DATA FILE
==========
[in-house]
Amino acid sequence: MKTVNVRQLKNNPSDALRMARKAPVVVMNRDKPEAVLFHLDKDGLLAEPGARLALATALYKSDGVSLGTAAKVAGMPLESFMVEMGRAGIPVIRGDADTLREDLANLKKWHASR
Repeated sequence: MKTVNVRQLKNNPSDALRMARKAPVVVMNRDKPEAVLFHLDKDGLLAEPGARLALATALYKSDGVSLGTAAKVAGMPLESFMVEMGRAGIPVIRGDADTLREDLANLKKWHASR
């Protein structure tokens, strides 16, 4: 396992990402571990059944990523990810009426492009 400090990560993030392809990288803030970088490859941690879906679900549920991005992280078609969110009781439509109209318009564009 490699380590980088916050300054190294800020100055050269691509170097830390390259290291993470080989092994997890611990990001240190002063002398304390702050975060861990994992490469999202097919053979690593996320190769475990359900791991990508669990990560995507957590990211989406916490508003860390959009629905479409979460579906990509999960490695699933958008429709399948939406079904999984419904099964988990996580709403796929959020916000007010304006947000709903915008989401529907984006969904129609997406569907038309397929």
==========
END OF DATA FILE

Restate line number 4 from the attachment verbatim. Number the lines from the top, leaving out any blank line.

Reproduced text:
């Protein structure tokens, strides 16, 4: 396992990402571990059944990523990810009426492009 400090990560993030392809990288803030970088490859941690879906679900549920991005992280078609969110009781439509109209318009564009 490699380590980088916050300054190294800020100055050269691509170097830390390259290291993470080989092994997890611990990001240190002063002398304390702050975060861990994992490469999202097919053979690593996320190769475990359900791991990508669990990560995507957590990211989406916490508003860390959009629905479409979460579906990509999960490695699933958008429709399948939406079904999984419904099964988990996580709403796929959020916000007010304006947000709903915008989401529907984006969904129609997406569907038309397929």